I’ve always liked Madrid and I think she likes me back. She makes me feel good and I hope to be able to live here forever. But with some country escapades on the side.
What is happening in Madrid now that people should know about?
Madrid is in a really good place right now, there’s a very healthy artistic life. Every day the city is opening new amazing places to eat, to dance… It’s an open city whose main characteristic has always been how fun and welcoming it is. There’s always a plan, an expo, an event, a party.
It has lots of light and good vibes, and as soon as the weather gets mild, everybody practically lives on the streets. A lot of people from other countries come to live to Madrid because we live well here.
Where are Madrid’s current fashion hot spots?
The Malasaña and Chueca quarters are a safe bet. We have a fair share of amazing designers living here: Sybilla, La Casita de Wendy, Juan Duyos, Moises Nieto, Herida de Gato, PeSeta, Pepa Salazar, Mané Mané, Outsiders Division, Leandro Cano…
Which galleries should we be visiting in Madrid right now?
Échale Guindas at Pelayo Street is a gallery specialising in illustrators that I highly recommend. I’ve had exhibitions there. Espacio Valverde at Valverde Street always has very interesting proposals of new artists that you can’t miss. Travesía 4 is also specialising in new artists and very interesting. Galería Elvira Gonzalez or the Marlborough, a staple, are always a good idea.
Where do you DJ?
I usually have my sets at events or private parties. But my favourite places to dance are Café de Berlín and El Amante. To have the first drink of the evening, I like Bar Corazón and Lucy in the Sky.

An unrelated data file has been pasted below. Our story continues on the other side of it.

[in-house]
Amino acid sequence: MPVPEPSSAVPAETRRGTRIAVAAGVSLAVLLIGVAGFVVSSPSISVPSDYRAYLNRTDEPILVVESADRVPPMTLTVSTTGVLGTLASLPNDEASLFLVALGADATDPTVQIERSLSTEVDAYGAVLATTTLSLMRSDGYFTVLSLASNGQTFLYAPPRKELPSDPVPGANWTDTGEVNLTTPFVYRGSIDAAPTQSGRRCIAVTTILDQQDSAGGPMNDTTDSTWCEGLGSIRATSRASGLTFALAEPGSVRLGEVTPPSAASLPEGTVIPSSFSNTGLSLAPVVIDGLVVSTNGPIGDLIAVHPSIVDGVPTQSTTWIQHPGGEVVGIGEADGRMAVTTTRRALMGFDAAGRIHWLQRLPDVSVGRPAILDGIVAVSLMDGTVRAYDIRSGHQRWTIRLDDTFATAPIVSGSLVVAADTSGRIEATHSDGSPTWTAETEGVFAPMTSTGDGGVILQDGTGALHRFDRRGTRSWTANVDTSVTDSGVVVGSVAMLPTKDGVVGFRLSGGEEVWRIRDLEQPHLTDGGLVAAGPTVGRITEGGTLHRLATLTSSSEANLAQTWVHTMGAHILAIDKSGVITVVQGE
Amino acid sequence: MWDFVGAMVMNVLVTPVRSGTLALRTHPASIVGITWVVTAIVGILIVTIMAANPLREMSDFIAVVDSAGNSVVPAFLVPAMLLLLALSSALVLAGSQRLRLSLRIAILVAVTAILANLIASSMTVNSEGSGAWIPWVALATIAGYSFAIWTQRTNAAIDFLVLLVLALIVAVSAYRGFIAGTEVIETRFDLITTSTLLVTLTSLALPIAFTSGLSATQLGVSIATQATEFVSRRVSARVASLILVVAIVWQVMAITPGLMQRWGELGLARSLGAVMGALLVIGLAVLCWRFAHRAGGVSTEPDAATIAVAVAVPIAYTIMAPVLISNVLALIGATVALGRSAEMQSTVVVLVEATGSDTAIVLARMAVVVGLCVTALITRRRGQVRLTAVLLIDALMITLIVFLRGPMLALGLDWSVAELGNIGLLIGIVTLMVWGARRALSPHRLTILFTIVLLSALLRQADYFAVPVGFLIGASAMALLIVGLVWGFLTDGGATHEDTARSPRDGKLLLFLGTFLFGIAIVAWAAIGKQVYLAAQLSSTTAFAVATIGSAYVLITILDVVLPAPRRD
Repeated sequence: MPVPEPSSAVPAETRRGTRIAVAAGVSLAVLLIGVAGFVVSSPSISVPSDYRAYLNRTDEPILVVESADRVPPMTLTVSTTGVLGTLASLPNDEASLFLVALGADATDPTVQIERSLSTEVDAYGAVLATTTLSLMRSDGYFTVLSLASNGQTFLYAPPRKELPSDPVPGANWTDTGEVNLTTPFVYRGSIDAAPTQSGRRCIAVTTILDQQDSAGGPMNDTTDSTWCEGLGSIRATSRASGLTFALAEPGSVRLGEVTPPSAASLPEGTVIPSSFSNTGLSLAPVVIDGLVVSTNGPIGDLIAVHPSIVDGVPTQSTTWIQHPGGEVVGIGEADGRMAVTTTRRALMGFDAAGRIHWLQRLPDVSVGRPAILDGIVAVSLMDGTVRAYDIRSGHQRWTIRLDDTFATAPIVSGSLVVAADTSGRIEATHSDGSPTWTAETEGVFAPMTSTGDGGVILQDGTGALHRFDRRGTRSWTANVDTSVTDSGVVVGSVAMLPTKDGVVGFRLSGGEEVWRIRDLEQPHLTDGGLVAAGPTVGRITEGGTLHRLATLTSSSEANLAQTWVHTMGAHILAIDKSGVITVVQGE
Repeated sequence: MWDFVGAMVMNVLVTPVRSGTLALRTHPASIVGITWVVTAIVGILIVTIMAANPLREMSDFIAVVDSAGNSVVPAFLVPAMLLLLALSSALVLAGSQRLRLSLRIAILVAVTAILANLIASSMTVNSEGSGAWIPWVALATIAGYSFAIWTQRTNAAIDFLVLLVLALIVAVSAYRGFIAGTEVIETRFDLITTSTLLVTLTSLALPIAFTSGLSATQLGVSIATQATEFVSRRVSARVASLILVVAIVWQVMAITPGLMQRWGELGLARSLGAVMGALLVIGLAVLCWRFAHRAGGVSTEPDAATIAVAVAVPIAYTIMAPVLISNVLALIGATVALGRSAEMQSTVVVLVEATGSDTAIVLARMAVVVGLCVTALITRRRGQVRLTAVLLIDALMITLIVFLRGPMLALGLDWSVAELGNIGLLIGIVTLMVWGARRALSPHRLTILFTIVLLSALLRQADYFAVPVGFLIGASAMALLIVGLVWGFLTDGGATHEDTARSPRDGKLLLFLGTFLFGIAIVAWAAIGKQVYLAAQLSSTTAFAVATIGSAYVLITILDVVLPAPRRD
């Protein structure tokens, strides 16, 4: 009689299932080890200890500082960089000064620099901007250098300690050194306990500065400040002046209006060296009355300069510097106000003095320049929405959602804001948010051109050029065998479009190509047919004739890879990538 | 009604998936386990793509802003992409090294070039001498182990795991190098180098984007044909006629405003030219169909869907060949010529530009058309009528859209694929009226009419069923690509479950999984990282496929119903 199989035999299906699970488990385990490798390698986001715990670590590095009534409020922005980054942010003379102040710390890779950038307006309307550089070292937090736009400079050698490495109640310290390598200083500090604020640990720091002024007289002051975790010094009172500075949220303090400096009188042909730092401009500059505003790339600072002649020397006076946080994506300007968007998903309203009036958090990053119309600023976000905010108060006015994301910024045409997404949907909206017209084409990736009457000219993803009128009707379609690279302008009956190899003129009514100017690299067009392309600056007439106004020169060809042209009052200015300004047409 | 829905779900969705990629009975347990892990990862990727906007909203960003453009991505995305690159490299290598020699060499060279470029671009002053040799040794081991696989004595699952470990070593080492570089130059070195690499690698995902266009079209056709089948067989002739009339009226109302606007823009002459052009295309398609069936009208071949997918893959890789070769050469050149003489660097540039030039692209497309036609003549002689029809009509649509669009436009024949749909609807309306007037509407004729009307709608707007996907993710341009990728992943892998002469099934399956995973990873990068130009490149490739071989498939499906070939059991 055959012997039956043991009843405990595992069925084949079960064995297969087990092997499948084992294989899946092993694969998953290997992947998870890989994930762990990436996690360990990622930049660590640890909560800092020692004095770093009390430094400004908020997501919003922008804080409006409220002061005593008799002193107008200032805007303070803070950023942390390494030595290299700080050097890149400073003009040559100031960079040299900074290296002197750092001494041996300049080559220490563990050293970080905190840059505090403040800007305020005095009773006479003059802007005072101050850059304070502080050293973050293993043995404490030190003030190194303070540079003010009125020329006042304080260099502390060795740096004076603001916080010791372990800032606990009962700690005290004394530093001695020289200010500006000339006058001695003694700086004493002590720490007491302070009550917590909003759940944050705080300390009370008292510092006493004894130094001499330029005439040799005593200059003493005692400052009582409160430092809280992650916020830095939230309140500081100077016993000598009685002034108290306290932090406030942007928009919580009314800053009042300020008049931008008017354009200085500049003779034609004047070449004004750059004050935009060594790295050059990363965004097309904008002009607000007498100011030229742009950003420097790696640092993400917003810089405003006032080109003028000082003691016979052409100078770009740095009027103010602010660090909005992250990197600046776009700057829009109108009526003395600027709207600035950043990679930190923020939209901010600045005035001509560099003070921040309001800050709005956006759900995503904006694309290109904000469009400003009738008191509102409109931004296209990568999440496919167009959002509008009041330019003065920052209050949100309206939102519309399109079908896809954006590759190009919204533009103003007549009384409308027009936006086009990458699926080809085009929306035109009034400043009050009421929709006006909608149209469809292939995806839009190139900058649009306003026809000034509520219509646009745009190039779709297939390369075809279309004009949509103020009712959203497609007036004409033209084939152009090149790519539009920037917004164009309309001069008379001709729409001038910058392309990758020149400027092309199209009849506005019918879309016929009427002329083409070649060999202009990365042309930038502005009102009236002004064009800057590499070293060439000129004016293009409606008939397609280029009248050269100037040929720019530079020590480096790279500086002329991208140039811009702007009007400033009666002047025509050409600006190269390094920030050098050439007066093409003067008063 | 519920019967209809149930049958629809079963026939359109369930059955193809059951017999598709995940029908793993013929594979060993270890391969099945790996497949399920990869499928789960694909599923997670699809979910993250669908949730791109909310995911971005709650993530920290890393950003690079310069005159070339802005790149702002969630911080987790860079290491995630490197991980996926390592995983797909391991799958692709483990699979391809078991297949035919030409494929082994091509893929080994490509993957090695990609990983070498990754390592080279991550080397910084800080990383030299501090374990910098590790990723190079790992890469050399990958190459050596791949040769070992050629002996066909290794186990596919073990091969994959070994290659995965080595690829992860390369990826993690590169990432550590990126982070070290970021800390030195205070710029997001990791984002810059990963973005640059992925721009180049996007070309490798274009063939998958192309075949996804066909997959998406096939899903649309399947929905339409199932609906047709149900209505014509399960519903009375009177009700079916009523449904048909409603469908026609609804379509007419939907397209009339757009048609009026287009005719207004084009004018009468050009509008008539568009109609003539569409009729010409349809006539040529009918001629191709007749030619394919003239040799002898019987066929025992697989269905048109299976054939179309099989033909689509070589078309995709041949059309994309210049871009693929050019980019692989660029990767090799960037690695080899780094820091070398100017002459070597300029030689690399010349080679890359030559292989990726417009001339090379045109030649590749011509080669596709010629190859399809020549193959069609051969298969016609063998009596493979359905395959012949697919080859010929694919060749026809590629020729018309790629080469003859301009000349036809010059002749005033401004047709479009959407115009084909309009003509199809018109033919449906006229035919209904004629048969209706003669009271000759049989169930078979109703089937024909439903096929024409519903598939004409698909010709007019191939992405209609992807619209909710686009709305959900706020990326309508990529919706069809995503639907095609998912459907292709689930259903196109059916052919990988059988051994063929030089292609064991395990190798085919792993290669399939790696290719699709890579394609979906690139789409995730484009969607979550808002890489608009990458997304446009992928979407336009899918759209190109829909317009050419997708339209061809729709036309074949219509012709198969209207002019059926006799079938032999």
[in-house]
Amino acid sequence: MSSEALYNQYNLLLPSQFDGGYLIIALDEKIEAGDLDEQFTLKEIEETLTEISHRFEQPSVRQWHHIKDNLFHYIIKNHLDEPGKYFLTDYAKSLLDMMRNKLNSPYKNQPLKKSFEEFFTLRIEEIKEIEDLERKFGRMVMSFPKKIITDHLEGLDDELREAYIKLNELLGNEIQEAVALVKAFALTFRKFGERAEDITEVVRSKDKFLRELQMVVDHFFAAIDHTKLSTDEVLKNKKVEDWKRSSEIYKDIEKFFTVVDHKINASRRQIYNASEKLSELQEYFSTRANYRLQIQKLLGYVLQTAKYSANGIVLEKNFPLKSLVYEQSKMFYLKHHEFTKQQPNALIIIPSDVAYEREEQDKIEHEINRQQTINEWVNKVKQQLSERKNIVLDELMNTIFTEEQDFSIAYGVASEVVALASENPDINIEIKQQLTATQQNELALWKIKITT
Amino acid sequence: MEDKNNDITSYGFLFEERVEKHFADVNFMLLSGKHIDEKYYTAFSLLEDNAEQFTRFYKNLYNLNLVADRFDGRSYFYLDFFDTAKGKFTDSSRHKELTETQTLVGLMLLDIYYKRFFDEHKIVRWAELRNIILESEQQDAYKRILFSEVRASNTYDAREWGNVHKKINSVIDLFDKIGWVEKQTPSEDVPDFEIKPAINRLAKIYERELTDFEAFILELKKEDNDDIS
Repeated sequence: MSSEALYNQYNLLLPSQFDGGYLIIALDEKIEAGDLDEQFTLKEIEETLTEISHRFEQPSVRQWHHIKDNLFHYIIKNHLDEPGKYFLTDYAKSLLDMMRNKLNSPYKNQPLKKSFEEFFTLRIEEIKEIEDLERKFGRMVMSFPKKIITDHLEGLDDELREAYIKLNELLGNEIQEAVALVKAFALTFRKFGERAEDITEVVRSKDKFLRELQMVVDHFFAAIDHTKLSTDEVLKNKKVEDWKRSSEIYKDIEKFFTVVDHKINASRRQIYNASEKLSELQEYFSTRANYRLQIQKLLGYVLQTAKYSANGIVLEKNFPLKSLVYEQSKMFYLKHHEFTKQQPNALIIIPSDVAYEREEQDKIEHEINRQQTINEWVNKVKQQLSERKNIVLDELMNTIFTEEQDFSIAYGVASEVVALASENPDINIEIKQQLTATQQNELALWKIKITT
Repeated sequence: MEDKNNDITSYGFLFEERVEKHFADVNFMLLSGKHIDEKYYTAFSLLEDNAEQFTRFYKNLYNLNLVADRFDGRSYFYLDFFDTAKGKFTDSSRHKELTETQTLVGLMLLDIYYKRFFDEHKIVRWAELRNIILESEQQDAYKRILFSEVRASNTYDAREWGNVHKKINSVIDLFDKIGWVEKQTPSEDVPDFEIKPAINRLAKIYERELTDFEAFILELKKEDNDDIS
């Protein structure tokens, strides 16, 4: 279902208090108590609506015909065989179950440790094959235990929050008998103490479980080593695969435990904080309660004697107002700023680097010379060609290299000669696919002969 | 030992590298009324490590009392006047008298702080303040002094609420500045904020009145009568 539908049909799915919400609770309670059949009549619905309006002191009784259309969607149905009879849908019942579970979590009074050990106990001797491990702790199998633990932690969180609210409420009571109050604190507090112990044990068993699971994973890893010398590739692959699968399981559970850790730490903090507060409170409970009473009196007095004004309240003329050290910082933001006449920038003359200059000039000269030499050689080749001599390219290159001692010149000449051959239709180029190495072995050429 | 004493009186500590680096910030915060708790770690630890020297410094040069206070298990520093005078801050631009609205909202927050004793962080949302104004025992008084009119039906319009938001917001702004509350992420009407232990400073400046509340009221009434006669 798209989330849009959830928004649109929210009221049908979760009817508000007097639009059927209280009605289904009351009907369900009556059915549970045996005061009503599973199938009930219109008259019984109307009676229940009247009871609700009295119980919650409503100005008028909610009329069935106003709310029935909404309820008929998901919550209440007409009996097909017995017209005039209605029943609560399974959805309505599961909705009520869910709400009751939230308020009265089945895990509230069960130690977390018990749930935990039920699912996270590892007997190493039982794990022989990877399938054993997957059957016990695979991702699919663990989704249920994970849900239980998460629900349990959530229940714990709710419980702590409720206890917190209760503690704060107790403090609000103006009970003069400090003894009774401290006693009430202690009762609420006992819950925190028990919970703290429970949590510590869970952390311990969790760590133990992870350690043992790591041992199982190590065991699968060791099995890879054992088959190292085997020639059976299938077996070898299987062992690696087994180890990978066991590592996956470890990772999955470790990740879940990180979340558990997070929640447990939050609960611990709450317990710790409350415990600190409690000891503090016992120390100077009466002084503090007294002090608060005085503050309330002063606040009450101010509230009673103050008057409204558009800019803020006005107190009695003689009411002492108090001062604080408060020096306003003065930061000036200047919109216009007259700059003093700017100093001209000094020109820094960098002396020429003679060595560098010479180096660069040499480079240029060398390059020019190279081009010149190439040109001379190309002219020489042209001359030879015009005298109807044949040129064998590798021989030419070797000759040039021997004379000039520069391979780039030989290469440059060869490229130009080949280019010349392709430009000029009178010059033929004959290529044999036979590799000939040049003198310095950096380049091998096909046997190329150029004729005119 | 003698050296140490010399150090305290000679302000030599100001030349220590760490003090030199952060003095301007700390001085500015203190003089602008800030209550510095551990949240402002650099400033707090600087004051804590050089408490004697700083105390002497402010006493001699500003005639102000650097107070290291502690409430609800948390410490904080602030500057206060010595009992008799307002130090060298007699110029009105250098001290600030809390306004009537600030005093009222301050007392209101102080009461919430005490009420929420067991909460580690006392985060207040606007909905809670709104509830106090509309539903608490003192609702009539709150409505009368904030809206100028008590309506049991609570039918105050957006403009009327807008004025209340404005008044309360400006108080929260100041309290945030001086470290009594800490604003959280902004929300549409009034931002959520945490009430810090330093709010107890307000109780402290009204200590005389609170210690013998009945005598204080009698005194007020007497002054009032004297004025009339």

You’ve done illustration and pattern-making work for some amazing clothing brands. Who are the local brands we should keeping our eyes on and where can we find them?
At Callejón de Jorge Juan you can find the marvelous IOU Story Store, Cortana and Pedro García! PeSeta has a store on San Vicente Ferrer 8 and another on Huertas 37. You can find Sybilla at Travesía de Belén 2, and Juanjo Oliva on Justiniano 14.
If you made a pattern representing Madrid, what would it look like?
I would paint La Cibeles, Goya’s The Nude Maja, our symbolic Bear and Madrone tree, our classic dish, Cocido Madrileño, the historic dress of Madrid – the “Chulapo suit” – and of course, cats, since the people whose families go back three generations in Madrid are called cats or “Gatos”. It would be a party of colours and shapes!
What does a perfect day in Madrid look like for you?
The perfect plan for me is going to see an exhibition on classic art. I’m always amazed by the never-ending artistic offer of the city. Then I’ll take a walk in the Retiro Park. To be perfect it has to be on a weekday, on weekends it is completely full of people!
Where do you go in Madrid to get inspired?
I go to museums: El Prado, the Thyssen, the Juan March Foundation, El Reina Sofía, the Museo Cerralbo, Mapfre Foundation; to the Fashion Museum (El Museo del Traje), the Royal Botanic Garden… There are a lot of places from where to take inspiration!